MTN Nigeria will displace Dangote Cement Plc as Nigeria’s largest quoted company as the board of the telecommunication company on Thursday appointed the advisory team and set out a roadmap towards listing on the Nigerian Stock Exchange (NSE) in 2017.
Dangote Cement, Nigeria’s largest quoted company, currently has a market value of N3.07 trillion, about 32 per cent of the N9.633 trillion total market value of all quoted companies on the stock market. Dangote Cement has 17.04 billion ordinary shares and currently trading at N180.06 per share.
Market analysts on Thursday said MTN Nigeria’s valuation would more than double Dangote Cement’s and could raise market capitalisation to nearly N20 trillion.
The board of MTN Nigeria on Thursday announced the appointment of Stanbic IBTC Capital Limited and its affiliates, Standard Bank of South Africa Limited and Standard Advisory London Limited and Citigroup Global Markets Limited as the joint transaction advisors and joint global coordinators for the proposed listing of MTN Nigeria on the NSE.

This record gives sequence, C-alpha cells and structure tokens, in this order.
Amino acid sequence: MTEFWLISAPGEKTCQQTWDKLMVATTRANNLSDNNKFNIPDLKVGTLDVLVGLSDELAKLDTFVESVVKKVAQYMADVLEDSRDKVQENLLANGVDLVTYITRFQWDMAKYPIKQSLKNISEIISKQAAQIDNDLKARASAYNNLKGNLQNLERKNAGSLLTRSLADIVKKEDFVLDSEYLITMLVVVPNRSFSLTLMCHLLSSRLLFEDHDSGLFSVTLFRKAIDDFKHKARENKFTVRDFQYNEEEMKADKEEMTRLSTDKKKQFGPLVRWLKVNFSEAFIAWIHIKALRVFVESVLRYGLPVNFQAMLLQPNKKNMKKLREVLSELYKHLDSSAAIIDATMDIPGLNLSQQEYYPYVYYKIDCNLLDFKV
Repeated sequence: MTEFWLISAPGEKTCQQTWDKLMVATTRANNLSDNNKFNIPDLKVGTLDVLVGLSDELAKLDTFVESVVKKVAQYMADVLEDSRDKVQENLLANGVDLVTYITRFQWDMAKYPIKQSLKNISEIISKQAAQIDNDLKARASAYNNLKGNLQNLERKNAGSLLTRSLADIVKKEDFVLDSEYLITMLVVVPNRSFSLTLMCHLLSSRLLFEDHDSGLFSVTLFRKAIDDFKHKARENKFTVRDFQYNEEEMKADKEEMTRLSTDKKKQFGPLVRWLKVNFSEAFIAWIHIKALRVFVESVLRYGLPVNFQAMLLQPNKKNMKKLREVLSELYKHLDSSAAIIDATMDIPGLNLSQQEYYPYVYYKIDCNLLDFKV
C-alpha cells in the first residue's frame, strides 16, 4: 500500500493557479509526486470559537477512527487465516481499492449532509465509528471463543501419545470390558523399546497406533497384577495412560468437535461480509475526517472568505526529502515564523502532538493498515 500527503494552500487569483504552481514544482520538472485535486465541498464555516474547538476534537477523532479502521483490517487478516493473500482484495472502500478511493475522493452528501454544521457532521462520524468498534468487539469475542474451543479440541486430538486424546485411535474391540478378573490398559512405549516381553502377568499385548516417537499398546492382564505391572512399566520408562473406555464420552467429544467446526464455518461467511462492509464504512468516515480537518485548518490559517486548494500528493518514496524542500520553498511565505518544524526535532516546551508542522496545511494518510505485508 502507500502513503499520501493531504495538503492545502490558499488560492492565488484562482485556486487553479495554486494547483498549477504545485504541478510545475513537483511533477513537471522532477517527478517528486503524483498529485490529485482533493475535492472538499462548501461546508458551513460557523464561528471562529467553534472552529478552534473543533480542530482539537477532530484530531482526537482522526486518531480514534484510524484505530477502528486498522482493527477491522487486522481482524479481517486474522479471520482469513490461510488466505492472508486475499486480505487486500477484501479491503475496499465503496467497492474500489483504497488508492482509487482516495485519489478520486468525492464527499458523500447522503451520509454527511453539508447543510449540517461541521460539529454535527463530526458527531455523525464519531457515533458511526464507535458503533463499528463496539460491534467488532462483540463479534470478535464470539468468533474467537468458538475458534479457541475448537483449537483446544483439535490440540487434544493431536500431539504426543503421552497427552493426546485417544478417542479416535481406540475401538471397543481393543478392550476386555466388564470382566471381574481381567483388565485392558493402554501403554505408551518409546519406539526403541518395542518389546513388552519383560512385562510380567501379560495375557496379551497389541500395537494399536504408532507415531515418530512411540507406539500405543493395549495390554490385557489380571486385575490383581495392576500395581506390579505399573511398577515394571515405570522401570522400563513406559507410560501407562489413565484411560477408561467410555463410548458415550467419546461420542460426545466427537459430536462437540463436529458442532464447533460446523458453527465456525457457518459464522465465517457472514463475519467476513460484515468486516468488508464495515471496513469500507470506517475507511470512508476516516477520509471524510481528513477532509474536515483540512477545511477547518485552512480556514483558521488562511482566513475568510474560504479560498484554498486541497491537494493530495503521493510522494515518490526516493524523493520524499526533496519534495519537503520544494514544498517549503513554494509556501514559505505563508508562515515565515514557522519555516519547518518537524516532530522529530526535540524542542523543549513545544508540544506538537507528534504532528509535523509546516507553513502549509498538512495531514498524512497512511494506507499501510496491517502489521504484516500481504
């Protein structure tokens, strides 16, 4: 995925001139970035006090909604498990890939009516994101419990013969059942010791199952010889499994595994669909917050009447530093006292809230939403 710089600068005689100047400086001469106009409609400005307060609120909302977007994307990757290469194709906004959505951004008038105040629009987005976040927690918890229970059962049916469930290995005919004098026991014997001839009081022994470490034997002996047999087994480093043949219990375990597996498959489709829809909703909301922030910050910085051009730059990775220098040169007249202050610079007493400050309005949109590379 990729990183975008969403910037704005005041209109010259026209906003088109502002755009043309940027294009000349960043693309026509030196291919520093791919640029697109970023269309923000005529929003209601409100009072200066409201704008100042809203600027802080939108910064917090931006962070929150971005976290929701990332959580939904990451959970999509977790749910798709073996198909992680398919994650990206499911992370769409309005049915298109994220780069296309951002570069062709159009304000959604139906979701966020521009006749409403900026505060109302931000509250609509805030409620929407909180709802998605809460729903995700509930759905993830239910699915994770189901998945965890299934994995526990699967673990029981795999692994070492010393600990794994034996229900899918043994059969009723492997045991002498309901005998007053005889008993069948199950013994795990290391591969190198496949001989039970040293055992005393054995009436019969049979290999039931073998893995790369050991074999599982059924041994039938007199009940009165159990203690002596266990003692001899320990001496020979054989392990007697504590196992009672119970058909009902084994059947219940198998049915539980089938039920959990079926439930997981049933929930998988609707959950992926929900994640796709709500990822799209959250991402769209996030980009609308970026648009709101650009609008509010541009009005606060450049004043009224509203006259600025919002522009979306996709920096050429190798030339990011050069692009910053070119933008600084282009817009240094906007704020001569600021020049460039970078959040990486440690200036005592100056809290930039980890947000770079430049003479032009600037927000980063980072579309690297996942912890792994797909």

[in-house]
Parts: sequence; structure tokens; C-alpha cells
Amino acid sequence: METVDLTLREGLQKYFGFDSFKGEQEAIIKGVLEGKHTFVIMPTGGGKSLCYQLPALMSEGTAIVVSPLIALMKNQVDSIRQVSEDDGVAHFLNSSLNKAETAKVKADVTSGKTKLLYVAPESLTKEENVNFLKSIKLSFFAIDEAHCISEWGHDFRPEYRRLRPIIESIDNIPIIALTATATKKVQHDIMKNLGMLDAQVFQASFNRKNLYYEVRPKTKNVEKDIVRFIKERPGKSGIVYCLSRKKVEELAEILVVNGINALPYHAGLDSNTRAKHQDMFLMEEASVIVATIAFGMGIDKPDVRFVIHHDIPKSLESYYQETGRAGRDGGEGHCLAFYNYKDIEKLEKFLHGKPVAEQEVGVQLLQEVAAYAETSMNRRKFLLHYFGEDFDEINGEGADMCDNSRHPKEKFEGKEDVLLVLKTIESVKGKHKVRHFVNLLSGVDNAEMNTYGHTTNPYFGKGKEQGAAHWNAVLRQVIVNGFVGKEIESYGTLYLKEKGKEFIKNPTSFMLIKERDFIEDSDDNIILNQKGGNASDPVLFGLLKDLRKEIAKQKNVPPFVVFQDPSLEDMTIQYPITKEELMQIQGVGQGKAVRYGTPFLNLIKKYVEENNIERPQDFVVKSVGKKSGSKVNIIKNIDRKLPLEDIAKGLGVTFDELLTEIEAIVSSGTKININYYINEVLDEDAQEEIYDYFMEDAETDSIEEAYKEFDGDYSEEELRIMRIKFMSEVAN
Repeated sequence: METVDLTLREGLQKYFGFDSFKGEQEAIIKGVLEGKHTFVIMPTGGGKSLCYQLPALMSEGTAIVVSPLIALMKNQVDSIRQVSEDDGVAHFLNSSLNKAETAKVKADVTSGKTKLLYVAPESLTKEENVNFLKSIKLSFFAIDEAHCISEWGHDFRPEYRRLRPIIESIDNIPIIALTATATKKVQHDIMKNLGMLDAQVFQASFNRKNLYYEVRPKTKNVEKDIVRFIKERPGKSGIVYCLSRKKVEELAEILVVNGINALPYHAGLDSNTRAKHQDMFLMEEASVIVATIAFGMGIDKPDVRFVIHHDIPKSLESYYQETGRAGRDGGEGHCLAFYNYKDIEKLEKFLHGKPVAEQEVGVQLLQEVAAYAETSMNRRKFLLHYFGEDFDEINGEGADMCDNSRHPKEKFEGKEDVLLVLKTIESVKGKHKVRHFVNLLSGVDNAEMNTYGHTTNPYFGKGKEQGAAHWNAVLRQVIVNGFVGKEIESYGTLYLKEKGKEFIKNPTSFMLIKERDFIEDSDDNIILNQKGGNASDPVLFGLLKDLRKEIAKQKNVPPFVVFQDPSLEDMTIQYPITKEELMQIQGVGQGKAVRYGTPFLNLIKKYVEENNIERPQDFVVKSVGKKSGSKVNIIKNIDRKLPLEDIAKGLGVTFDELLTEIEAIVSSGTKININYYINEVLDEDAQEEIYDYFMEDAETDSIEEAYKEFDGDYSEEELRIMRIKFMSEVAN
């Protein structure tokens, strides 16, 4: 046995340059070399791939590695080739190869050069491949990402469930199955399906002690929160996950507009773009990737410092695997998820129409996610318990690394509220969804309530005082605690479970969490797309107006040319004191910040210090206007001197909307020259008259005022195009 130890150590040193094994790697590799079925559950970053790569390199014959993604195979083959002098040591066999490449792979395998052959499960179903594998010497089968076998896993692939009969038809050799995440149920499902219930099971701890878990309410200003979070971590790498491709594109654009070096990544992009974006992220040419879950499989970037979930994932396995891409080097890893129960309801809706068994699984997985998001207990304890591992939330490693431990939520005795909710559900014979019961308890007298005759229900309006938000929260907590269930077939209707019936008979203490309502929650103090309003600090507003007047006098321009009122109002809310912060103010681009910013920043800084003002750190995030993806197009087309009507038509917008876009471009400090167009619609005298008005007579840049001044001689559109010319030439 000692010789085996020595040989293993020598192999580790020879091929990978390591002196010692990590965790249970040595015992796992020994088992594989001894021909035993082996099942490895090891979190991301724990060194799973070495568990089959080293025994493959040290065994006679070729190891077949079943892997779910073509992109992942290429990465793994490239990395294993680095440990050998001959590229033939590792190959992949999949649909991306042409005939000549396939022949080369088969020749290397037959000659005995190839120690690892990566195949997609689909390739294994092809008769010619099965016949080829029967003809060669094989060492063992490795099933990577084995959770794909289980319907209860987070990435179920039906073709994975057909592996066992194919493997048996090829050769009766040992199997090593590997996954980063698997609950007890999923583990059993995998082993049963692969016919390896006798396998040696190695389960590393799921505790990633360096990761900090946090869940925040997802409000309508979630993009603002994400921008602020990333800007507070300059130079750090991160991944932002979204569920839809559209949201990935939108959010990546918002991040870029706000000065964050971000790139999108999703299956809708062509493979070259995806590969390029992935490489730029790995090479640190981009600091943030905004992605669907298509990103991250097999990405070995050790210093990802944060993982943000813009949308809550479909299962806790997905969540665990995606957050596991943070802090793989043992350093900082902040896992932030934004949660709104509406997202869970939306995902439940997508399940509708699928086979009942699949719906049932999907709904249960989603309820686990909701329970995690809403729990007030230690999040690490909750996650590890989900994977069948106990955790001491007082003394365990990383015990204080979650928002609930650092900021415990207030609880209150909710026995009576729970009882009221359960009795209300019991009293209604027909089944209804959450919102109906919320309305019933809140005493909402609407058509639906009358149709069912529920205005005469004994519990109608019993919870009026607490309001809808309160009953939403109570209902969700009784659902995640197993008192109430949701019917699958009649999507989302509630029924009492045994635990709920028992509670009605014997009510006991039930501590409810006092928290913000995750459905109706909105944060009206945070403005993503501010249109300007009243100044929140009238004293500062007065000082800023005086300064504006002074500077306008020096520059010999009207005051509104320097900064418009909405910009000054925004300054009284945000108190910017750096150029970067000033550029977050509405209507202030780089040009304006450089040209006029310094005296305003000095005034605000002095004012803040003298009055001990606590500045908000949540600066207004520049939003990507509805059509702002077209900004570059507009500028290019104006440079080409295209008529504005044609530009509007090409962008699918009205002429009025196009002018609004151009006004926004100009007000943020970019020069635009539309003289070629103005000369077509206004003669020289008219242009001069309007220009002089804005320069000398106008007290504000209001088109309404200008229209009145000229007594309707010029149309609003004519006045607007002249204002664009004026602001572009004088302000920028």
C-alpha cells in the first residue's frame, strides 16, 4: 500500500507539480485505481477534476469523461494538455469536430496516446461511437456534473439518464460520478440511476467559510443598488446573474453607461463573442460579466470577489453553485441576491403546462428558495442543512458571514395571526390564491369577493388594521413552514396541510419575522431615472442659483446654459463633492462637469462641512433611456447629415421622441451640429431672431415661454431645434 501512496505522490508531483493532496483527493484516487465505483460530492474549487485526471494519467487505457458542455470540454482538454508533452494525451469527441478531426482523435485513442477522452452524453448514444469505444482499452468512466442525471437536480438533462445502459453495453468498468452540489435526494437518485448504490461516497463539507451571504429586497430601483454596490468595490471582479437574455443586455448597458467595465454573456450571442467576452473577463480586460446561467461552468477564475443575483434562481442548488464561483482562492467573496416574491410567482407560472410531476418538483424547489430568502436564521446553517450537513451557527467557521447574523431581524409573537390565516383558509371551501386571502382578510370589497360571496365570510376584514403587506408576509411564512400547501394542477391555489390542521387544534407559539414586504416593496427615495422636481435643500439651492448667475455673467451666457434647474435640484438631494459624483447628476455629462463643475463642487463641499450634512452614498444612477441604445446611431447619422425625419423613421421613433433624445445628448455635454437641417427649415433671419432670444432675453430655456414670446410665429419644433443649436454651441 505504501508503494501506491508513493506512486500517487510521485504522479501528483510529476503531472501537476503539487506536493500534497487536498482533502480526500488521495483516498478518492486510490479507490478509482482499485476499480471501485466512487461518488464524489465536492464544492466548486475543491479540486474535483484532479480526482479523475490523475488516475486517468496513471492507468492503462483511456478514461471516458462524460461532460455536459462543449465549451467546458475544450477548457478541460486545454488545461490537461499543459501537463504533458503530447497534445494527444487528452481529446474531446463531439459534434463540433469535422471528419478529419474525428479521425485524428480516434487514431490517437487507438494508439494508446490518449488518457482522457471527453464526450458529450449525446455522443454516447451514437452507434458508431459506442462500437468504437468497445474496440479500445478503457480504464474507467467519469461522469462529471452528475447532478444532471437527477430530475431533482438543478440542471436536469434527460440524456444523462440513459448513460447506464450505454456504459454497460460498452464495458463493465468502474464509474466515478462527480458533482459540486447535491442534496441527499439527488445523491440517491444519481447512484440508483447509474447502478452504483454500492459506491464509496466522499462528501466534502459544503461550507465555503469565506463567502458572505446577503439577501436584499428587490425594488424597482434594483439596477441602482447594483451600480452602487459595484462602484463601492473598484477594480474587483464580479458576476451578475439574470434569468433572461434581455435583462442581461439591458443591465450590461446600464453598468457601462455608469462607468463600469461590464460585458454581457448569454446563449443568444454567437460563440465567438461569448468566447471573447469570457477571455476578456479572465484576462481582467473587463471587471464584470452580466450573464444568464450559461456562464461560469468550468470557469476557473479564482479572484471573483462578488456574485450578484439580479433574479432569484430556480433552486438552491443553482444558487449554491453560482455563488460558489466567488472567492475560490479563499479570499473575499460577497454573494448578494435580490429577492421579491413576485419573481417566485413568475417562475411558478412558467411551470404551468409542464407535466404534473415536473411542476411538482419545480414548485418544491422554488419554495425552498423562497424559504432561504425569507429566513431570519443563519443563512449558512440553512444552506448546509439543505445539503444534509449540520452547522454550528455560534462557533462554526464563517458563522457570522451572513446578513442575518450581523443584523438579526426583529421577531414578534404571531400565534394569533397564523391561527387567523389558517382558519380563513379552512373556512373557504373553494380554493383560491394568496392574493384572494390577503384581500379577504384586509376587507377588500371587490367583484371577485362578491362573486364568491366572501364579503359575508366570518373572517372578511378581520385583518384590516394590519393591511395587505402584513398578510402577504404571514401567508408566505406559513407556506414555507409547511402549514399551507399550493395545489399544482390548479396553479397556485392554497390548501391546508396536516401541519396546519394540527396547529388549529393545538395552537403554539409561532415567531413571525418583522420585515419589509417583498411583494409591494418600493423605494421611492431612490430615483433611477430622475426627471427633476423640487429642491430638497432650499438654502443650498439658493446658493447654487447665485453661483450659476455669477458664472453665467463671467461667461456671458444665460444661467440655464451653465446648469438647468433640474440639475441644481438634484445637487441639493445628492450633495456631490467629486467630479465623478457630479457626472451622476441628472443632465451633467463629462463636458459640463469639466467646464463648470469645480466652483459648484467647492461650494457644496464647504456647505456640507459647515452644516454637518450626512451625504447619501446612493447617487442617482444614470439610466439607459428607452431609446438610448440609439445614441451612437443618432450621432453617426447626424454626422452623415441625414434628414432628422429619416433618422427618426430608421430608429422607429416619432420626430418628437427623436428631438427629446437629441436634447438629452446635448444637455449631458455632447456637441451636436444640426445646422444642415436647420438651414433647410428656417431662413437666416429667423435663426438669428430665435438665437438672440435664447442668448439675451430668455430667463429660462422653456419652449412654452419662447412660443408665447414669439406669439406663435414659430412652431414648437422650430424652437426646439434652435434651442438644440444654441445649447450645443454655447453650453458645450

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Stanbic IBTC will serve as the lead issuing house in a team that would also include Nigerian receiving agents, banks and other advisers, which will be appointed in due course, as appropriate.
“MTN Nigeria is pleased to announce that its board of directors has resolved to proceed with preparations for a listing of MTN Nigeria on
The NSE as soon as commercially and legally possible and has established a management task team with the responsibility to guide the company towards a listing. At present, MTN Nigeria is targeting that the listing takes place during 2017, subject to suitable market conditions,” the company stated.
It should be recalled that as part of the conditions to settle its $3.4 billion fine by the Nigerian Communications Commission (NCC), MTN Nigeria had announced its intention to list its shares on the NSE as soon as commercially and legally possible.
The listing of MTN is expected to enliven the telecommunication sector of the NSE.
Previously listed telecommunication companies had failed to connect the much-talked about potential of the industry with investors’ returns. Starcomms was delisted after long-running losses.
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